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Drylands agriculture gets major research boost
  • Drylands agriculture gets major research boost

Copyright: ACDI-CIDA

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  • The CGIAR Research Program on Dryland Systems is a three-year Us$120 million initiative

  • Strategies will range from crop science to farming practices and policy

  • The programme will prioritize opportunities for short to medium term impact

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Launched in Jordan last month (21 May), the CGIAR Research Program on Dryland Systems is a three year, US$120 million initiative targeting dry lands in low-income countries, which are home to more than two billion people, and subject to ongoing climate change and food shortages.

The project, which is led by the International Center for Agricultural Research in the Dry Areas (ICARDA, a member of the CGIAR Consortium), focuses on five regions western Africa and the dry savannahs; eastern and southern Africa; North Africa and West Asia; Central Asia and the Caucasus; and South Asia, following consultation among scientists, civil society partners and policymakers in 2012.

There are more than 60 partners in the programme, including national agriculture and research agencies, and a range of national and international development partners. They will work alongside rural communities to identify, develop and encourage the use of innovation in improved technologies, farming practices and policies, and promote access to new agri-business market opportunities.

The programme strives to help communities in the driest areas to adapt better to climate change and increase food production in sustainable ways for their rapidly growing populations, Piers Bocock, director of knowledge management and communication at the CGIAR Consortium, tells SciDev.Net.

Bocock says it will involve a wide range of technology and policy packages with high-potential innovations that can be scaled up to improve the lives of dryland communities.

Potential research strategies include improved drought-tolerant crops, integrated croplivestock systems, better surface irrigation and conservation agriculture.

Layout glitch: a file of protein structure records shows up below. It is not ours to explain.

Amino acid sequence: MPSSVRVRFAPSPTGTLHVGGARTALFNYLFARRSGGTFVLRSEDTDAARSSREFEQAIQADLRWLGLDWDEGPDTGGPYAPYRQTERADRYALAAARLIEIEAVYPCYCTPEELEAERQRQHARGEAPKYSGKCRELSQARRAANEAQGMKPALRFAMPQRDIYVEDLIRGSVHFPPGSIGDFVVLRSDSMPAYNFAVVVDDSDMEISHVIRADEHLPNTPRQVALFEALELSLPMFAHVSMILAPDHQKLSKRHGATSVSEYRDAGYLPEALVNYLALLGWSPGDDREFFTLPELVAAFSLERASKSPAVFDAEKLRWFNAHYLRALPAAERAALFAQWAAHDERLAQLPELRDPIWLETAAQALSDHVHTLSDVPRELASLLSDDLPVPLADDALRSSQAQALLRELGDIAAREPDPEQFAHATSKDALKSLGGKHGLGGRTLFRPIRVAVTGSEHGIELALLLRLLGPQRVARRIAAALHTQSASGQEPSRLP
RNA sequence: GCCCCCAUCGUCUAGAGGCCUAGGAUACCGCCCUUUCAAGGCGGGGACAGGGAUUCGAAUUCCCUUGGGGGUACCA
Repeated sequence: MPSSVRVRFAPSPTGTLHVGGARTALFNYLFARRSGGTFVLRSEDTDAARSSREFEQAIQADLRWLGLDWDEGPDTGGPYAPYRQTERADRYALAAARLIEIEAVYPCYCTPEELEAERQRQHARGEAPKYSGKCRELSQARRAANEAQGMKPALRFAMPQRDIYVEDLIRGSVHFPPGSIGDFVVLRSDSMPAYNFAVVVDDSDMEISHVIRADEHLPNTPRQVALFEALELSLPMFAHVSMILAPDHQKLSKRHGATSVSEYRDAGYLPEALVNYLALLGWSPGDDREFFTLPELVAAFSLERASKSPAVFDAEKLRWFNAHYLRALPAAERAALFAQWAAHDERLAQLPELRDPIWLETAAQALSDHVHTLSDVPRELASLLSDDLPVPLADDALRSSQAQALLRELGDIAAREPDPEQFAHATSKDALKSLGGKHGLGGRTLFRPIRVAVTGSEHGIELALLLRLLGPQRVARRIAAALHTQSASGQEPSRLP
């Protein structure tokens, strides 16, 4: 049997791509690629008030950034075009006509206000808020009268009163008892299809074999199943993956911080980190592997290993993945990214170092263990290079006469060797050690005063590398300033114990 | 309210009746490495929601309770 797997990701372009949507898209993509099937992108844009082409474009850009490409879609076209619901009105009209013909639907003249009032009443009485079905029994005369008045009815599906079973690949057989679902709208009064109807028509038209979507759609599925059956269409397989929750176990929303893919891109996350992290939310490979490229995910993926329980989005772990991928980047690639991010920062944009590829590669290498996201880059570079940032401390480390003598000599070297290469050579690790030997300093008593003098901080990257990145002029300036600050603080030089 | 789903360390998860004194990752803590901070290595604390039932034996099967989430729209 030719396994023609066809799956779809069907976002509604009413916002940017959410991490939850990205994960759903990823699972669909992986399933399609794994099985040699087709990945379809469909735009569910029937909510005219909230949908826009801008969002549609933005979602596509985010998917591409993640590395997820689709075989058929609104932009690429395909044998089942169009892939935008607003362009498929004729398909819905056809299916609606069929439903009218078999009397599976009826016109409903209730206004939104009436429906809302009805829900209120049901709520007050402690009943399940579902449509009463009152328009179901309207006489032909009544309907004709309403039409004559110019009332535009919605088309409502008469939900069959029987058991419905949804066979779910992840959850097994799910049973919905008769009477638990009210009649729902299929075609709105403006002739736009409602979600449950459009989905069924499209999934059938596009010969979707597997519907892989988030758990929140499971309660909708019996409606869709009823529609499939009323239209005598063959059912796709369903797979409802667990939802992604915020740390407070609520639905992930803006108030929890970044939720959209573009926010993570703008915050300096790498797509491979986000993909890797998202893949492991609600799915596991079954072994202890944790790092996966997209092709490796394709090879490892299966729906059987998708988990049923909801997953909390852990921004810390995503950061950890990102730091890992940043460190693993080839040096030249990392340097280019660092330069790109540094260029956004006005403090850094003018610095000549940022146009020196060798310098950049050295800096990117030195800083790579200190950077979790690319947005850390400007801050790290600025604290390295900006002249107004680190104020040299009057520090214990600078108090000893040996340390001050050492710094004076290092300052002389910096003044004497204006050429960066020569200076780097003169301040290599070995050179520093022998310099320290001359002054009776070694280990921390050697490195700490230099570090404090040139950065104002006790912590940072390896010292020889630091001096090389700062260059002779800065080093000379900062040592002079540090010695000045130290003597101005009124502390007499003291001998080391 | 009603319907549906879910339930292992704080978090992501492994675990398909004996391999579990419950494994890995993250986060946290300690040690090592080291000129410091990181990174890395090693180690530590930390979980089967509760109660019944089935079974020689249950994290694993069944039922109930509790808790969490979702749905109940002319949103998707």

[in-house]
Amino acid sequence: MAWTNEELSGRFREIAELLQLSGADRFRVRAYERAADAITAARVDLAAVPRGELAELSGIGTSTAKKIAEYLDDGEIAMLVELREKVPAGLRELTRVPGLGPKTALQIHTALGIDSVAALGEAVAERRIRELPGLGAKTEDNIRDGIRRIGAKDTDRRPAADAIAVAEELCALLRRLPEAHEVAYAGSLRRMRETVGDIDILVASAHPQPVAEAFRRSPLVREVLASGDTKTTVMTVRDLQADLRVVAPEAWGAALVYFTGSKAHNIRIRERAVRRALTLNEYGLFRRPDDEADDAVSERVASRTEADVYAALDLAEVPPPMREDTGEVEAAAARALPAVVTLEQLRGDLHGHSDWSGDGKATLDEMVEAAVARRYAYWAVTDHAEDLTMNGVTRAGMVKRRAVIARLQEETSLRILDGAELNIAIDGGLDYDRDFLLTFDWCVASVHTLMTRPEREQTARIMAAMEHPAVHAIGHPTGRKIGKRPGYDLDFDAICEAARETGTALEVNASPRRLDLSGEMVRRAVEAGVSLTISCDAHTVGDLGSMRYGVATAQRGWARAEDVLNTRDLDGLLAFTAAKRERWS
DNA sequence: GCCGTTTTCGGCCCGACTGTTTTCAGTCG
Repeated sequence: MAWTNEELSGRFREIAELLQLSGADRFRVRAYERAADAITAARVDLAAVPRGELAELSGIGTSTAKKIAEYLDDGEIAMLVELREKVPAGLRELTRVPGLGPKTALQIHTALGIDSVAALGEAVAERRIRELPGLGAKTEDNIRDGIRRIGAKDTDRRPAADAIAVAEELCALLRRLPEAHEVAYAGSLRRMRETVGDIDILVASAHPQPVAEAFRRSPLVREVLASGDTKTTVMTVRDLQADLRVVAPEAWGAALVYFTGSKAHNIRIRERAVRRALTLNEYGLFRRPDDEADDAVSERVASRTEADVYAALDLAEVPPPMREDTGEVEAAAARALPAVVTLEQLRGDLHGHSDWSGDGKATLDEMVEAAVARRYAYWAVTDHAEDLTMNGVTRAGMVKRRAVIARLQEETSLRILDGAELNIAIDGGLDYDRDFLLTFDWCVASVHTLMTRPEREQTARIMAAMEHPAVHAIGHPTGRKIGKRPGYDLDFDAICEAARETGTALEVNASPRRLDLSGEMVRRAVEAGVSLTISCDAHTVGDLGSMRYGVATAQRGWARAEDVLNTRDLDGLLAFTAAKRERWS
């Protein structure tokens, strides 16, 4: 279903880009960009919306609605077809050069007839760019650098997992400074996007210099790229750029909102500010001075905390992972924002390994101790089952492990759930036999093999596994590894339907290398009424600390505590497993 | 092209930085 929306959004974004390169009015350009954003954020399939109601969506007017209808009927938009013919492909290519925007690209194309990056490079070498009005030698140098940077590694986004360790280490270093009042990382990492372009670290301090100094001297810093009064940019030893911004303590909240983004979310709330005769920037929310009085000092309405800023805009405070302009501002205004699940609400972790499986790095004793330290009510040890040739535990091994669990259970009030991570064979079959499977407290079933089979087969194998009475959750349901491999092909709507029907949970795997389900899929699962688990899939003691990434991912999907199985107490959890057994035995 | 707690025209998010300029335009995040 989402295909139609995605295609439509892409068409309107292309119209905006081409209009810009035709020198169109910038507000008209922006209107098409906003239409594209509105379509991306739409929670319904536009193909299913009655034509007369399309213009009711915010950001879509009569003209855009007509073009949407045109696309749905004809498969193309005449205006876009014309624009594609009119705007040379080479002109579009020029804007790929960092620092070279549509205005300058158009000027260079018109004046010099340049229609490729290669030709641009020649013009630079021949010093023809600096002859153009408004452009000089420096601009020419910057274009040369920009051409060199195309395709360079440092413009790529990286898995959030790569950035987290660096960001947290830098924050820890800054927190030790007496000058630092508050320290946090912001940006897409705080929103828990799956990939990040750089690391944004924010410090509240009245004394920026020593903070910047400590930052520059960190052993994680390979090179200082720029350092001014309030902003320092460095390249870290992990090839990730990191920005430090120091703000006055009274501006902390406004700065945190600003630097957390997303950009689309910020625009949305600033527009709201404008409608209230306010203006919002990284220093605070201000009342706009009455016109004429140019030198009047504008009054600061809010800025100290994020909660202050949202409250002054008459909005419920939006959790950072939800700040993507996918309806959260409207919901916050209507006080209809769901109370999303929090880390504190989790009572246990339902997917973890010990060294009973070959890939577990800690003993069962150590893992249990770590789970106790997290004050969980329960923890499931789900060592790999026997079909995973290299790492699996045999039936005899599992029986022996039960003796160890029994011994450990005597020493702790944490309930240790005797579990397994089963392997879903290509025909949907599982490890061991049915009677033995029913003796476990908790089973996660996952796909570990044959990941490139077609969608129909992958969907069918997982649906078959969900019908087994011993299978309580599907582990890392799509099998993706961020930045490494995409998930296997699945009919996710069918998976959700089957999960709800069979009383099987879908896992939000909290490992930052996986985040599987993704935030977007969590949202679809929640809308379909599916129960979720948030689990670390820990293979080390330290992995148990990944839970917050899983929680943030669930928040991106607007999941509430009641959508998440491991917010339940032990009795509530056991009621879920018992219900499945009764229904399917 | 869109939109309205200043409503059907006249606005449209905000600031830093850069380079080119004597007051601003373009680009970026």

Bill Payne, programme director, adds that the aims are also to provide better health and nutrition, conservation of natural resources, and reduced social inequity among the poor and vulnerable, especially in the face of such shocks as drought or food price spikes.

To realize impact quickly, we have set out to identify specific opportunities where we believe new technologies, policies or partnerships might have impacts in the short-to-medium term, he says.

Gender, capacity building and biodiversity will also feature as themes during the programme.

The consequences of not addressing development in dryland systems include further land degradation, more poverty, increased food insecurity, poorer nutrition and even greater social inequality, Payne says.

Walter Alhassan, coordinator of Strengthening Capacity for Safe Biotechnology Management in Sub-Saharan Africa (SABIMA) at the Forum for Agricultural Research in Africa (FARA), says the approach has high potential to extend technologies and farming systems to similar ecologies, so making the research more cost-effective.

As well as drought, floods can also be a problem in drylands, and should also be addressed in the project, he says.

This article has been produced by SciDev.Nets Sub-Saharan Africa desk.

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